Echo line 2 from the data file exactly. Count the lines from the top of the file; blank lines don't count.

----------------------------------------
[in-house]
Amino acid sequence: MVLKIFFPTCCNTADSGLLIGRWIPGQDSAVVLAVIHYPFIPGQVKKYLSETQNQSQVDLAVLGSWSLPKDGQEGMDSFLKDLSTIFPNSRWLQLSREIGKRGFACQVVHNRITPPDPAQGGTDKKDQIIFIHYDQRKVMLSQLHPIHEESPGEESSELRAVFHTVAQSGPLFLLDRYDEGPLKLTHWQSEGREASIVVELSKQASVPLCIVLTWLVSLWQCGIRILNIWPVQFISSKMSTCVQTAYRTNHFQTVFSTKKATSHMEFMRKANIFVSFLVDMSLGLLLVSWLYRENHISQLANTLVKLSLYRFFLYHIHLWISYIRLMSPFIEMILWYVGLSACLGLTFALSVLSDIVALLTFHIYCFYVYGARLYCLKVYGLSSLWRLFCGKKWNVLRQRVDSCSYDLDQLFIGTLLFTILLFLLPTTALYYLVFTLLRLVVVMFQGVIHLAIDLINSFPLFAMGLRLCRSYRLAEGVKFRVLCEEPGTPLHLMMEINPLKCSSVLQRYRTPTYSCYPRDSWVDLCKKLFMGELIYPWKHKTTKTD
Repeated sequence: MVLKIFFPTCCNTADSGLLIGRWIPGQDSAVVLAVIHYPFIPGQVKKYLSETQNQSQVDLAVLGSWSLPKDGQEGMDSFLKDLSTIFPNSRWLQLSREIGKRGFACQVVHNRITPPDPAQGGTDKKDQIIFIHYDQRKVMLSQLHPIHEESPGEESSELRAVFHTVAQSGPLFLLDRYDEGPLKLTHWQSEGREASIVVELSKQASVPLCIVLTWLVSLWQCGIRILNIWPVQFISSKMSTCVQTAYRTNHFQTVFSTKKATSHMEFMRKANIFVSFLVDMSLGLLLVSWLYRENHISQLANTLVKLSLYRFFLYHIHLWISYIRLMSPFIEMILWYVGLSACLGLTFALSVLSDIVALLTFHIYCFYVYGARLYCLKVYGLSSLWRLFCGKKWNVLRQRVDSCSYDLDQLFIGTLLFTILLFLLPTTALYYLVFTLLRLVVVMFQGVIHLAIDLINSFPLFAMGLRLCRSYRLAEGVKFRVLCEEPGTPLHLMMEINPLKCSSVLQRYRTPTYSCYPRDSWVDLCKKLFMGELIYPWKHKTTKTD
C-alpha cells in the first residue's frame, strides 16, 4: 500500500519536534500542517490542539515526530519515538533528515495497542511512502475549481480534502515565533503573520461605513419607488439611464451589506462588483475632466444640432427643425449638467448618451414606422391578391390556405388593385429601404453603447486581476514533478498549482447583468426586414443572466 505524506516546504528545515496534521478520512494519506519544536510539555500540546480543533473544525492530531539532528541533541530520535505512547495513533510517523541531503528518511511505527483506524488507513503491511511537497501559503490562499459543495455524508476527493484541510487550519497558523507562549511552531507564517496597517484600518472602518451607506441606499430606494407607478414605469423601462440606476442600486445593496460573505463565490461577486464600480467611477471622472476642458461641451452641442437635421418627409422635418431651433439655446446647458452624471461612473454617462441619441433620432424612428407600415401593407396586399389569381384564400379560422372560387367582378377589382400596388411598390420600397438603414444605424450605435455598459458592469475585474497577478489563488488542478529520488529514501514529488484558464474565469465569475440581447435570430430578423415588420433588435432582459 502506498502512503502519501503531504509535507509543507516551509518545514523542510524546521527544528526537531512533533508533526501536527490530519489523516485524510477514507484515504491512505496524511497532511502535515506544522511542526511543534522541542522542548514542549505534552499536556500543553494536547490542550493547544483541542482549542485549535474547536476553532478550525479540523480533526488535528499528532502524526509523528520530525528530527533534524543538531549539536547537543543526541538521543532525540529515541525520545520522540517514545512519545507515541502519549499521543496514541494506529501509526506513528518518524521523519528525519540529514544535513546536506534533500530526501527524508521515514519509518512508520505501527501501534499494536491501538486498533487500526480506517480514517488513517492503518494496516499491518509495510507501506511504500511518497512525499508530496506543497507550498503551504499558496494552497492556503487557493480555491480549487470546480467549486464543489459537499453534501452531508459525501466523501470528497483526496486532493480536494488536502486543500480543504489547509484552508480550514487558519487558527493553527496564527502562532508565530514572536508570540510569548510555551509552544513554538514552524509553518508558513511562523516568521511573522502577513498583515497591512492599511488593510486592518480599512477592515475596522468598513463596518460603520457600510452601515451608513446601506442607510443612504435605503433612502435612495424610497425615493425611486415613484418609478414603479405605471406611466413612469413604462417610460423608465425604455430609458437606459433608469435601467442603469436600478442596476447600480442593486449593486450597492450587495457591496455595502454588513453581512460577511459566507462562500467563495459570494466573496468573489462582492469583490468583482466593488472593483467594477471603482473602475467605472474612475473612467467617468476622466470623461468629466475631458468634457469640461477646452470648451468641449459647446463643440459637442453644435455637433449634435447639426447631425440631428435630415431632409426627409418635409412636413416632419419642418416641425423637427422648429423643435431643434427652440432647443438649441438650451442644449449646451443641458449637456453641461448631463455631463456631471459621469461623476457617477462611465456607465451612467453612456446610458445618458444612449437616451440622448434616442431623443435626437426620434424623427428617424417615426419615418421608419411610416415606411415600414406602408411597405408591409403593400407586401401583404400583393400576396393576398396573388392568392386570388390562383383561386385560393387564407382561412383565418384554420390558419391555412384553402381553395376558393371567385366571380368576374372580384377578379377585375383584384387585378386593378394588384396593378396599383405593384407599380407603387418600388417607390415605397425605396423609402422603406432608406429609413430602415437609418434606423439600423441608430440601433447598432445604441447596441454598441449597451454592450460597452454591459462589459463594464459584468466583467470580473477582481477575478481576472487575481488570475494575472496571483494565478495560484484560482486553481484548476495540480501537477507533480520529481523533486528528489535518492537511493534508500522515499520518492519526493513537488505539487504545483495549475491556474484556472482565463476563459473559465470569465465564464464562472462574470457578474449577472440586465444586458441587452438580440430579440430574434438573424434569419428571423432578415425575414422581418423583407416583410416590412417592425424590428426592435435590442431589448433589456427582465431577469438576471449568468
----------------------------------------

Amino acid sequence: MVLKIFFPTCCNTADSGLLIGRWIPGQDSAVVLAVIHYPFIPGQVKKYLSETQNQSQVDLAVLGSWSLPKDGQEGMDSFLKDLSTIFPNSRWLQLSREIGKRGFACQVVHNRITPPDPAQGGTDKKDQIIFIHYDQRKVMLSQLHPIHEESPGEESSELRAVFHTVAQSGPLFLLDRYDEGPLKLTHWQSEGREASIVVELSKQASVPLCIVLTWLVSLWQCGIRILNIWPVQFISSKMSTCVQTAYRTNHFQTVFSTKKATSHMEFMRKANIFVSFLVDMSLGLLLVSWLYRENHISQLANTLVKLSLYRFFLYHIHLWISYIRLMSPFIEMILWYVGLSACLGLTFALSVLSDIVALLTFHIYCFYVYGARLYCLKVYGLSSLWRLFCGKKWNVLRQRVDSCSYDLDQLFIGTLLFTILLFLLPTTALYYLVFTLLRLVVVMFQGVIHLAIDLINSFPLFAMGLRLCRSYRLAEGVKFRVLCEEPGTPLHLMMEINPLKCSSVLQRYRTPTYSCYPRDSWVDLCKKLFMGELIYPWKHKTTKTD